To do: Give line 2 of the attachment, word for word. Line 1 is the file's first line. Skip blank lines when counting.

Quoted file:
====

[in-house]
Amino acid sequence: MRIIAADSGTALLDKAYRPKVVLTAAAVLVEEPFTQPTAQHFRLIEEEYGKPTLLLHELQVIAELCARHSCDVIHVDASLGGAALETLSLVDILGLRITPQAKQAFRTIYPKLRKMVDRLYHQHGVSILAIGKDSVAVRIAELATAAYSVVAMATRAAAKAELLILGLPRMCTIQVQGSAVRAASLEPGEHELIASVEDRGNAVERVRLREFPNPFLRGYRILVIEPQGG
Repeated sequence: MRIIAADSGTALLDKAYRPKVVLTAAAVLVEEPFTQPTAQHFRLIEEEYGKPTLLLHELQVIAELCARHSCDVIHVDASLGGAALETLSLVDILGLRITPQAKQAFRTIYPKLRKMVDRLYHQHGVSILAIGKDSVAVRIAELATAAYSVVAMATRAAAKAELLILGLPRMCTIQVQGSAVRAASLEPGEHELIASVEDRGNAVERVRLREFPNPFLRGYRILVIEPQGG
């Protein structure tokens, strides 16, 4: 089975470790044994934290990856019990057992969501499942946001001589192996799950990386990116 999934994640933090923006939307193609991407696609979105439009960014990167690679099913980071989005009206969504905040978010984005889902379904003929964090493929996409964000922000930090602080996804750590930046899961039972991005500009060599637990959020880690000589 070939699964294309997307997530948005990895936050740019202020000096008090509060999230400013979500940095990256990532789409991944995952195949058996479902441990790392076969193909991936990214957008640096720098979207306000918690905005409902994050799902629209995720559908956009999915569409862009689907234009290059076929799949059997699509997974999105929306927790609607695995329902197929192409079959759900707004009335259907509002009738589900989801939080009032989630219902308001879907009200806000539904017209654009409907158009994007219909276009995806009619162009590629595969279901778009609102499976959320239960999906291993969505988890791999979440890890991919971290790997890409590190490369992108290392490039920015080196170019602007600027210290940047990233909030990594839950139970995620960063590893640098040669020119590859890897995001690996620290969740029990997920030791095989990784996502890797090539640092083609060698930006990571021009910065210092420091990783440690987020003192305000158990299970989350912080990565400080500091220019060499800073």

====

Amino acid sequence: MRIIAADSGTALLDKAYRPKVVLTAAAVLVEEPFTQPTAQHFRLIEEEYGKPTLLLHELQVIAELCARHSCDVIHVDASLGGAALETLSLVDILGLRITPQAKQAFRTIYPKLRKMVDRLYHQHGVSILAIGKDSVAVRIAELATAAYSVVAMATRAAAKAELLILGLPRMCTIQVQGSAVRAASLEPGEHELIASVEDRGNAVERVRLREFPNPFLRGYRILVIEPQGG